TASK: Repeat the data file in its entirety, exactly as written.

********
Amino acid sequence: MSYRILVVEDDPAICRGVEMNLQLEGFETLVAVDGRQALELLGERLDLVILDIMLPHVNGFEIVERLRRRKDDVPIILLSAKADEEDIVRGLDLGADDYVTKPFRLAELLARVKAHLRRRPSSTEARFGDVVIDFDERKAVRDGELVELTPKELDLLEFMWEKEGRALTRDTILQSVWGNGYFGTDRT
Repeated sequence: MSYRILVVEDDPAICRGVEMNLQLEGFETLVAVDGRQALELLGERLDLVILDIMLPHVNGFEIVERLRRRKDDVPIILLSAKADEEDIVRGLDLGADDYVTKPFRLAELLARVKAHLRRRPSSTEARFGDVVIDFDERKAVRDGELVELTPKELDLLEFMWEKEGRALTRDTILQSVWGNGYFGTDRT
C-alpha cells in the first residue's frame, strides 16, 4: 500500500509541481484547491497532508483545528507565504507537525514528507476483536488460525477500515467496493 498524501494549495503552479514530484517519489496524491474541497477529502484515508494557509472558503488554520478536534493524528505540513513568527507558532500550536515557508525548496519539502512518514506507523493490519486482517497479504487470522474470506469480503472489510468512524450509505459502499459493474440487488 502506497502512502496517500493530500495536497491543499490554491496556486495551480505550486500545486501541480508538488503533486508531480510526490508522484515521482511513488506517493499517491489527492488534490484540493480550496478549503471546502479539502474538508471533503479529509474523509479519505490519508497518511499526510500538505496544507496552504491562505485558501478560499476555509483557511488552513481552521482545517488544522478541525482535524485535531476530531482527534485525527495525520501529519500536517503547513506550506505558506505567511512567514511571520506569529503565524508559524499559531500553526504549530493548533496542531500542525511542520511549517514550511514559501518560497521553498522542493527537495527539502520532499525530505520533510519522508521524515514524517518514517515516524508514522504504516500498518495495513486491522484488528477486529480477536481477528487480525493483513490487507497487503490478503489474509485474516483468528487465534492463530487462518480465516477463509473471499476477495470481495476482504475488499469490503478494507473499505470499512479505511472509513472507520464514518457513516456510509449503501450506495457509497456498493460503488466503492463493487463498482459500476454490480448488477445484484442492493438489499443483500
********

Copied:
Amino acid sequence: MSYRILVVEDDPAICRGVEMNLQLEGFETLVAVDGRQALELLGERLDLVILDIMLPHVNGFEIVERLRRRKDDVPIILLSAKADEEDIVRGLDLGADDYVTKPFRLAELLARVKAHLRRRPSSTEARFGDVVIDFDERKAVRDGELVELTPKELDLLEFMWEKEGRALTRDTILQSVWGNGYFGTDRT
Repeated sequence: MSYRILVVEDDPAICRGVEMNLQLEGFETLVAVDGRQALELLGERLDLVILDIMLPHVNGFEIVERLRRRKDDVPIILLSAKADEEDIVRGLDLGADDYVTKPFRLAELLARVKAHLRRRPSSTEARFGDVVIDFDERKAVRDGELVELTPKELDLLEFMWEKEGRALTRDTILQSVWGNGYFGTDRT
C-alpha cells in the first residue's frame, strides 16, 4: 500500500509541481484547491497532508483545528507565504507537525514528507476483536488460525477500515467496493 498524501494549495503552479514530484517519489496524491474541497477529502484515508494557509472558503488554520478536534493524528505540513513568527507558532500550536515557508525548496519539502512518514506507523493490519486482517497479504487470522474470506469480503472489510468512524450509505459502499459493474440487488 502506497502512502496517500493530500495536497491543499490554491496556486495551480505550486500545486501541480508538488503533486508531480510526490508522484515521482511513488506517493499517491489527492488534490484540493480550496478549503471546502479539502474538508471533503479529509474523509479519505490519508497518511499526510500538505496544507496552504491562505485558501478560499476555509483557511488552513481552521482545517488544522478541525482535524485535531476530531482527534485525527495525520501529519500536517503547513506550506505558506505567511512567514511571520506569529503565524508559524499559531500553526504549530493548533496542531500542525511542520511549517514550511514559501518560497521553498522542493527537495527539502520532499525530505520533510519522508521524515514524517518514517515516524508514522504504516500498518495495513486491522484488528477486529480477536481477528487480525493483513490487507497487503490478503489474509485474516483468528487465534492463530487462518480465516477463509473471499476477495470481495476482504475488499469490503478494507473499505470499512479505511472509513472507520464514518457513516456510509449503501450506495457509497456498493460503488466503492463493487463498482459500476454490480448488477445484484442492493438489499443483500